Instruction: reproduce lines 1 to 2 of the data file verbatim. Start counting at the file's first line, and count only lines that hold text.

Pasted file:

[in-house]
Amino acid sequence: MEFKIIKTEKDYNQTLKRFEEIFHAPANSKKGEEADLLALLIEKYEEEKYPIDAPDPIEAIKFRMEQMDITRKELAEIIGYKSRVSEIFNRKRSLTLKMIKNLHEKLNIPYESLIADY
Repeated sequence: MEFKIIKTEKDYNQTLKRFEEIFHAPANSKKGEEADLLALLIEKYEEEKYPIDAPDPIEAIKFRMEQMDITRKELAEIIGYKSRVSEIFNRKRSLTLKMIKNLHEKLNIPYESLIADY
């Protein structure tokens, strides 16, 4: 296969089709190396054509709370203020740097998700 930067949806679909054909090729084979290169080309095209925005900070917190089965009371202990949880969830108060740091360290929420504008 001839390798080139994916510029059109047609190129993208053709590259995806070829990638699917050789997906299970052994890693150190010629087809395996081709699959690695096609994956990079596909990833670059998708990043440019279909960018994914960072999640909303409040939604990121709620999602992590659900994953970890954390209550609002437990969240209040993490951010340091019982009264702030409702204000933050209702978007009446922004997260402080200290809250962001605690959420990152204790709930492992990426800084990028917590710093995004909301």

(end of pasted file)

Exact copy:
[in-house]
Amino acid sequence: MEFKIIKTEKDYNQTLKRFEEIFHAPANSKKGEEADLLALLIEKYEEEKYPIDAPDPIEAIKFRMEQMDITRKELAEIIGYKSRVSEIFNRKRSLTLKMIKNLHEKLNIPYESLIADY